Even without any future global warming, Greenland’s melting ice sheet will cause major sea level rise, with potentially “ominous” implications over this century as temperatures continue to rise, according to a study published Monday.
Rising sea levels — pushed up mainly by melting ice sheets on Greenland and Antarctica — are set to redraw the map over centuries and could eventually swamp land currently home to hundreds of millions of people, depending on humanity’s efforts to halt warming.
The Greenland ice sheet is currently the main factor in swelling the Earth’s oceans, according to NASA, with the Arctic region heating at a faster rate than the rest of the planet.
In the new study, published in Nature Climate Change, glaciologists found that regardless of any future fossil fuel pollution, warming to date will cause the Greenland ice sheet to shed 3.3 percent of its volume, committing 27.4 centimetres to sea level rise.
While the researchers were not able to give an exact timeframe, they said most of it could happen by 2100 — meaning that current modelled projections of sea level rise could be understating the risks this century.
The “shocking” results are also a lowest estimate because they do not take future warming into account, said lead author Jason Box, of the National Geological Survey of Denmark and Greenland.
“It’s a conservative lower bound. The climate has only to continue warming around Greenland for more commitment,” he told AFP.
If the high levels of melting seen in 2012 became an annual occurrence, the study estimated sea-level rise could be around 78 cm, enough to swamp vast swathes of low-lying coastlines and supercharge floods and storm surges.
This should serve “as an ominous prognosis for Greenland’s trajectory through a 21st century of warming”, the authors said.
In a landmark report on climate science last year, the Intergovernmental Panel on Climate Change (IPCC) said the Greenland ice sheet would contribute up to 18cm to sea level rise by 2100 under the highest emissions scenario.
Box, who was an author on that report, said his team’s latest research suggests those estimates could be “too low”.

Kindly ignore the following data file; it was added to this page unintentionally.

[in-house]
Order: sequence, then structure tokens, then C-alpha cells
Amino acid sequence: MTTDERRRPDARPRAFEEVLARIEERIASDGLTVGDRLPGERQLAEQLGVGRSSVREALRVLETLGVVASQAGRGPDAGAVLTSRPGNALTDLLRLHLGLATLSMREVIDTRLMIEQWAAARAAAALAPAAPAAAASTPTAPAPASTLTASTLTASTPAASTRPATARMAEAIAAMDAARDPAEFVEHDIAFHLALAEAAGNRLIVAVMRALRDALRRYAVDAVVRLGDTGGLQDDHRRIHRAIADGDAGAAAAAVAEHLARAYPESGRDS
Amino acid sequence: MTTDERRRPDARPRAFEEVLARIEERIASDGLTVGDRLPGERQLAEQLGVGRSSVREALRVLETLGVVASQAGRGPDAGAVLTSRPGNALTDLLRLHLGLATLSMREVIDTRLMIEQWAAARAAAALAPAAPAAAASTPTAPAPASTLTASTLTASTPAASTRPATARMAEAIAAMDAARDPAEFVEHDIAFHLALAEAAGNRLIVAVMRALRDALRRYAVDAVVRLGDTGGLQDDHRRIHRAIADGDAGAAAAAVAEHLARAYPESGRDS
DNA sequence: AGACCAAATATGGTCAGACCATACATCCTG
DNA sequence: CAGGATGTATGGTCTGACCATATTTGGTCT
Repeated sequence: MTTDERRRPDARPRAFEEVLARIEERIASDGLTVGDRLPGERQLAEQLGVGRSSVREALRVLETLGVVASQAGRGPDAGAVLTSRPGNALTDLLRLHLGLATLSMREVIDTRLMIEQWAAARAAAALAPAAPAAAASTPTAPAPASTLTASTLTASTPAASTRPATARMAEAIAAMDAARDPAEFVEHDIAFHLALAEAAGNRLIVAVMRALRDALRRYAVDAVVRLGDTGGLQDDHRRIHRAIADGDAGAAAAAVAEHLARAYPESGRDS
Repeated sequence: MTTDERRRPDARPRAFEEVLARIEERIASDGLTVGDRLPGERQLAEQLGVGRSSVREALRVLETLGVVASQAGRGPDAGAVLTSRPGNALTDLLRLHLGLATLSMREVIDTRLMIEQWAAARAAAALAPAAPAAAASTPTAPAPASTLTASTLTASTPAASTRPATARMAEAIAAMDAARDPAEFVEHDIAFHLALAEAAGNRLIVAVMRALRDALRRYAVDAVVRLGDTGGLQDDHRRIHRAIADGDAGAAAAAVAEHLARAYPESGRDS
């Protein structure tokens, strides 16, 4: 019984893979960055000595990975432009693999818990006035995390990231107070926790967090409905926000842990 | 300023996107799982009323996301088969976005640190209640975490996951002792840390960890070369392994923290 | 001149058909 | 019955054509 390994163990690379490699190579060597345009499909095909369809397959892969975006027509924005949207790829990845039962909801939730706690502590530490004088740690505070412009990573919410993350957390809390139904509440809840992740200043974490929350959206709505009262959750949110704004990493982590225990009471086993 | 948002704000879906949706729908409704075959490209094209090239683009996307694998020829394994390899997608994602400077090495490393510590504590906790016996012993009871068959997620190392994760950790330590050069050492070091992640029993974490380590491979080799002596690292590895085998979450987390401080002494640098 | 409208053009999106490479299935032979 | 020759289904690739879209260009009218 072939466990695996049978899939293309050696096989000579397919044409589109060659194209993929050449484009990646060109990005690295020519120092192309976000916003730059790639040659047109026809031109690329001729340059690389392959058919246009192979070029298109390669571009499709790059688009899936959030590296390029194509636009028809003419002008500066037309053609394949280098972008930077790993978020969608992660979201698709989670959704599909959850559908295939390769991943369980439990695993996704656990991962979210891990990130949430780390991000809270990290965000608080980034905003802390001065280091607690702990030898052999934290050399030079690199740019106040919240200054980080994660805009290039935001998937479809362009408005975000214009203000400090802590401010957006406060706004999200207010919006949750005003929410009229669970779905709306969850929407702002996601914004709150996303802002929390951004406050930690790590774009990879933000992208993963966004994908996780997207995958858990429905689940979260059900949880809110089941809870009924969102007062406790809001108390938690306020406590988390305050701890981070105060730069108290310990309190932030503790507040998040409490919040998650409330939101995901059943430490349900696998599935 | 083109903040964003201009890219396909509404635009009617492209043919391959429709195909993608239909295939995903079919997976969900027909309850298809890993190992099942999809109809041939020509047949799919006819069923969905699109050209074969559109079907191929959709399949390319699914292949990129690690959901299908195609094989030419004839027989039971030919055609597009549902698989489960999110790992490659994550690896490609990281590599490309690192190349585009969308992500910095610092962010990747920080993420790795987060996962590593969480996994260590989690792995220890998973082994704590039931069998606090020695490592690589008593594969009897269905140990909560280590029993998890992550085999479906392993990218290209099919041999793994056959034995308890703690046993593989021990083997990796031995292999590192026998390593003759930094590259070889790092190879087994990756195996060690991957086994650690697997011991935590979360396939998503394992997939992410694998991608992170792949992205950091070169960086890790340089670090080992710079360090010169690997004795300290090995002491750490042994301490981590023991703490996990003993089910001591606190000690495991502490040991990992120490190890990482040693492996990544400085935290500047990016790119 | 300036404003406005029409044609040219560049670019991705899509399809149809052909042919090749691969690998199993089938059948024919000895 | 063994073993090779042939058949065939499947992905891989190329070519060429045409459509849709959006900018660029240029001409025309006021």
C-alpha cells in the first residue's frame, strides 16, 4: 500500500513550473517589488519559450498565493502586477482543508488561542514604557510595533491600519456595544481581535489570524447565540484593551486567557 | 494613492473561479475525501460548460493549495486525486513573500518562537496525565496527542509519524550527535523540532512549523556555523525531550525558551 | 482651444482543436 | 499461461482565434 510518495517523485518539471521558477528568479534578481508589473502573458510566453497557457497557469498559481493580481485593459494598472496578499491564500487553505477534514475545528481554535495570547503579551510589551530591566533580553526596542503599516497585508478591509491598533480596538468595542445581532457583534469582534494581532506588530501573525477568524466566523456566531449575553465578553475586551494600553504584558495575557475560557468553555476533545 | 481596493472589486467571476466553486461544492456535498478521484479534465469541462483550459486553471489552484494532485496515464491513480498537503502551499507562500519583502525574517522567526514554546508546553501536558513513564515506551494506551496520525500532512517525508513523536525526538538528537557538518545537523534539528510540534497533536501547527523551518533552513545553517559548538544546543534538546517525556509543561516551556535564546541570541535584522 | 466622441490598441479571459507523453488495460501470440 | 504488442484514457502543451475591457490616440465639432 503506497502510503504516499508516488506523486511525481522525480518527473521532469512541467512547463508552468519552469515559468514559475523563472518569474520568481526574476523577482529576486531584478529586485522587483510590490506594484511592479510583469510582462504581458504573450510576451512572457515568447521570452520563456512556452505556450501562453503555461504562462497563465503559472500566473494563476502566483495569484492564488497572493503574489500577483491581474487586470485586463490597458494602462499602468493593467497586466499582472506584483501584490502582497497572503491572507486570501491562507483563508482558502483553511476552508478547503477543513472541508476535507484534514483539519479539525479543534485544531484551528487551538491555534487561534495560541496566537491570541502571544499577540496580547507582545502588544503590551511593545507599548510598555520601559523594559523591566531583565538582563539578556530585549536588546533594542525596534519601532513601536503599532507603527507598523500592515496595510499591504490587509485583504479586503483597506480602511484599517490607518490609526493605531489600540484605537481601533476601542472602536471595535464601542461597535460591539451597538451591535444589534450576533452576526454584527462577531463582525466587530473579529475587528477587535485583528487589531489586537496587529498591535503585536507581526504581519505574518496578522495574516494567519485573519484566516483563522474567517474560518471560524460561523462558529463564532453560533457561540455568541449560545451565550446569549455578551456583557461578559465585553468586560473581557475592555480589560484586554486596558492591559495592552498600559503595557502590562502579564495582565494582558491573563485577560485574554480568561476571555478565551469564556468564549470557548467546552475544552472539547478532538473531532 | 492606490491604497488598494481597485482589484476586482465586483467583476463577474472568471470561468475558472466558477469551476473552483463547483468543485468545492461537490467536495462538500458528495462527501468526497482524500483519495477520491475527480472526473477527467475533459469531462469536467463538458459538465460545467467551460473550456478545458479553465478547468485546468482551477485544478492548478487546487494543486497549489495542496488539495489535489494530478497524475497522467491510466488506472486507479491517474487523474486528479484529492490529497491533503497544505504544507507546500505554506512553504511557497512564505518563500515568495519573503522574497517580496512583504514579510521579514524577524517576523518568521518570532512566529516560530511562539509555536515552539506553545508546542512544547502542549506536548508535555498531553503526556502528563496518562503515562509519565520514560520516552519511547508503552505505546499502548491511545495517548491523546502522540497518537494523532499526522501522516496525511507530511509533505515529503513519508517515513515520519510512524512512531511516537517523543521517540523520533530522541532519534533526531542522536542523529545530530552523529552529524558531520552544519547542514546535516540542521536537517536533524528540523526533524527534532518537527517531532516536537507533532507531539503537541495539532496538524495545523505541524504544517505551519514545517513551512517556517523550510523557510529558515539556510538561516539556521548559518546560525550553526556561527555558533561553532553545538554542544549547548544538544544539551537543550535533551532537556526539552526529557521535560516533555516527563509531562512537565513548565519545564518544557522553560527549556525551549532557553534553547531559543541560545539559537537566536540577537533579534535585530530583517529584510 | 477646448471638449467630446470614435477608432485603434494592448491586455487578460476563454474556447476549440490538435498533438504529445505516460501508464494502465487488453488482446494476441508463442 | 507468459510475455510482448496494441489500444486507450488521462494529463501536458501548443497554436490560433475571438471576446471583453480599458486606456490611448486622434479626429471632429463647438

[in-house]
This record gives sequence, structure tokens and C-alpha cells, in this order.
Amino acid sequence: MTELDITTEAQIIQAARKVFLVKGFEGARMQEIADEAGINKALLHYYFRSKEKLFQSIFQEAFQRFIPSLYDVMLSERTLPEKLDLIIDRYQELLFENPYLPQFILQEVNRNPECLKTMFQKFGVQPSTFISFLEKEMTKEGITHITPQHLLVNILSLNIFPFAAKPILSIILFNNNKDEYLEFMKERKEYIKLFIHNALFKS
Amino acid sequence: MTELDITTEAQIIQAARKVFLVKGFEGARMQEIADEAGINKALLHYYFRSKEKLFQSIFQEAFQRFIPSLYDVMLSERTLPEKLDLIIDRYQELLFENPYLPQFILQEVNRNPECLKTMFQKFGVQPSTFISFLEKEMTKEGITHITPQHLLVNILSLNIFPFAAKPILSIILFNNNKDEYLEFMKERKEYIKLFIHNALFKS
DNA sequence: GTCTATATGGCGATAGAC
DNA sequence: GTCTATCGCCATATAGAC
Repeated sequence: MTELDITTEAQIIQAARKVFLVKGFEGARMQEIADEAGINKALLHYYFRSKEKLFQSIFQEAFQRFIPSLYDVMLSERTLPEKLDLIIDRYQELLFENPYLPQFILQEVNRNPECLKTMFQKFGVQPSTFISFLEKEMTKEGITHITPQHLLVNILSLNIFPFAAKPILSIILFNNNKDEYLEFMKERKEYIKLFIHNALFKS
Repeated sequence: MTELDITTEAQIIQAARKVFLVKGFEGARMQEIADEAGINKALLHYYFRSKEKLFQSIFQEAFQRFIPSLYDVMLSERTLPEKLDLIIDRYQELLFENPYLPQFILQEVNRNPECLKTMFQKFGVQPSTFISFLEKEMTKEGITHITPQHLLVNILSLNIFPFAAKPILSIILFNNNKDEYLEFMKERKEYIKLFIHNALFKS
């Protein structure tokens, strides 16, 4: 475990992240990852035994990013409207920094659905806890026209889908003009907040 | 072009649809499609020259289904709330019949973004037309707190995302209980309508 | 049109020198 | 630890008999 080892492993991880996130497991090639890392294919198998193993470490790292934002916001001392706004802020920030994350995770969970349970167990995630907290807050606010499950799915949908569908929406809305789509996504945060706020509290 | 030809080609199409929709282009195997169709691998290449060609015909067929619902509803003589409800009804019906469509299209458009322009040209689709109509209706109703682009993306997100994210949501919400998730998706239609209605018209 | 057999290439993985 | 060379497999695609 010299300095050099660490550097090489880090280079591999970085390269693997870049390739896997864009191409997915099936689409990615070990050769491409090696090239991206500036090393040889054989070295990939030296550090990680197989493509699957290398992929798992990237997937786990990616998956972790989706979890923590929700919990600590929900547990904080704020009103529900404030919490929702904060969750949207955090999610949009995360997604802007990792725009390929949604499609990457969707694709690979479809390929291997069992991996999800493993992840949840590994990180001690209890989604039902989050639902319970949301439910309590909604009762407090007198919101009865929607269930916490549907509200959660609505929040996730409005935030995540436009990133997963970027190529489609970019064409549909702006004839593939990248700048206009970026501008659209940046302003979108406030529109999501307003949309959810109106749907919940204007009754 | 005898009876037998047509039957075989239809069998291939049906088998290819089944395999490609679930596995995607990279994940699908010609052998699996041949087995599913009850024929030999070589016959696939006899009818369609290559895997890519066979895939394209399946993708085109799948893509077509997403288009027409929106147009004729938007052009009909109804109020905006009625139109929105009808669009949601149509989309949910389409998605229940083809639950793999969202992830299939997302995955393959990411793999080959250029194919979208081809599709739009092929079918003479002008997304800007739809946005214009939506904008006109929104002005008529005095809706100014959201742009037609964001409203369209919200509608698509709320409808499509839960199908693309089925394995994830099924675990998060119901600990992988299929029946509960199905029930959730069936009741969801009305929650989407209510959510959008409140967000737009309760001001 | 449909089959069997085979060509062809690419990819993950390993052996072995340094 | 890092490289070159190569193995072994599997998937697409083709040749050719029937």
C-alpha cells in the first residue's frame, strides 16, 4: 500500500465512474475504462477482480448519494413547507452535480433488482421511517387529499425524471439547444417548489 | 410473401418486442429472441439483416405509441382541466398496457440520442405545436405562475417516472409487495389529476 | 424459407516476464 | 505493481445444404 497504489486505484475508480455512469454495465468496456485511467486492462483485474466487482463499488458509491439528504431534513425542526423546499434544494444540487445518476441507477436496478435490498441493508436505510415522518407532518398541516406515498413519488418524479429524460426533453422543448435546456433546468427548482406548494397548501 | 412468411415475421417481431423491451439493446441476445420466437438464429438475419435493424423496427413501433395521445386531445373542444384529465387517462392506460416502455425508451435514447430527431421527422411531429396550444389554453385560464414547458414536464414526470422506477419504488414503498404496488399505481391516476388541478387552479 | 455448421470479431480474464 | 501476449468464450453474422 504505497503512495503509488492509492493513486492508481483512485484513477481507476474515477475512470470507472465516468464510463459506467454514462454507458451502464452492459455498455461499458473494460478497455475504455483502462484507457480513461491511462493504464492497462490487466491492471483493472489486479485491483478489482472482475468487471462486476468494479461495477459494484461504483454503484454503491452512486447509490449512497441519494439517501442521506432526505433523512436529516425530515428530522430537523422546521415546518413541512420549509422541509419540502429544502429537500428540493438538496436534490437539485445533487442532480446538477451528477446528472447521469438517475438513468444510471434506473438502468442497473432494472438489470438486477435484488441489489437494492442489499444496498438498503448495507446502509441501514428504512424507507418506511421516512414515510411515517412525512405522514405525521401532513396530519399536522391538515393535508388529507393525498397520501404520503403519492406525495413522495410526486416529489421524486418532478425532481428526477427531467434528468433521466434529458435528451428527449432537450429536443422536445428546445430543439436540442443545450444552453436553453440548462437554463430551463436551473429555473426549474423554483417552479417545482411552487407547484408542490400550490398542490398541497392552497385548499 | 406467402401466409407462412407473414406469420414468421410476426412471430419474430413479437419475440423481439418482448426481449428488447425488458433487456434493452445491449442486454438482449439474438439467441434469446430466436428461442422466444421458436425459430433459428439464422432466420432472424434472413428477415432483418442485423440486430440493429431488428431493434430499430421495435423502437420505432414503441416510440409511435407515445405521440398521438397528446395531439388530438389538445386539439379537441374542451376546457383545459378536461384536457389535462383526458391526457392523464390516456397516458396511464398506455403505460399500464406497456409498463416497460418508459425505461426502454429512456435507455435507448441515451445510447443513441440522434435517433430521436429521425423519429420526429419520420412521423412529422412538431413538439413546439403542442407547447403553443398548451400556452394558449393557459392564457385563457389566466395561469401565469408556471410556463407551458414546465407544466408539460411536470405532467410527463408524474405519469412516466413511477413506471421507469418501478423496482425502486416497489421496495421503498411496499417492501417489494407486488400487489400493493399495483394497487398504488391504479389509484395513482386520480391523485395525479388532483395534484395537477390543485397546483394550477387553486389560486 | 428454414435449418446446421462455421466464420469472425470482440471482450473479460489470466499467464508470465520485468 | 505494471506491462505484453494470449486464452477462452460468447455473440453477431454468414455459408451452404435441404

Instead of using computer models, Box and colleagues used two decades of measurements and observational data to predict how the Greenland ice sheet will adjust to the warming already experienced.
Upper areas of the ice sheet adds mass through snowfall every year, but since the 1980s the territory has been running an ice “budget deficit”, which sees it lose more ice than it gains through surface melting and other processes.
– ‘Radical’ method –
The theory that researchers used was initially developed to explain changes in Alpine glaciers, said Box.
This holds that if more snow piles up on top of a glacier, lower areas to expand. In this case the reduced snow is driving shrinking in lower parts of the glacier as it rebalances, he said.
Box said the methods his team used were “radically different” from computer modelling, but could complement this work.
Gerhard Krinner, another IPCC author specialising in ice sheet climate modelling and who was not involved in the study, said the findings broadly tallied with total levels of sea level rise seen in more complicated models, but questioned the arguments that this would largely happen this century.
“The work really provides an estimate of the committed long-term (multi-century or even multi-millennial) response of the Greenland Ice Sheet, not an estimate of minimum loss over this century,” said Krinner, a senior scientist at the French research agency CNRS.
The world has warmed an average of nearly 1.2 degrees Celsius since pre-industrial times, unleashing a catalogue of impacts from heatwaves to more intense storms.
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Under the Paris climate deal, countries have agreed to limit warming to 2C.
In their report on climate impacts this year, the IPCC said even if warming is stabilised at 2C to 2.5C, “coastlines will continue to reshape over millennia, affecting at least 25 megacities and drowning low-lying areas”, which were home to up to 1.3 billion people in 2010.
© Agence France-Presse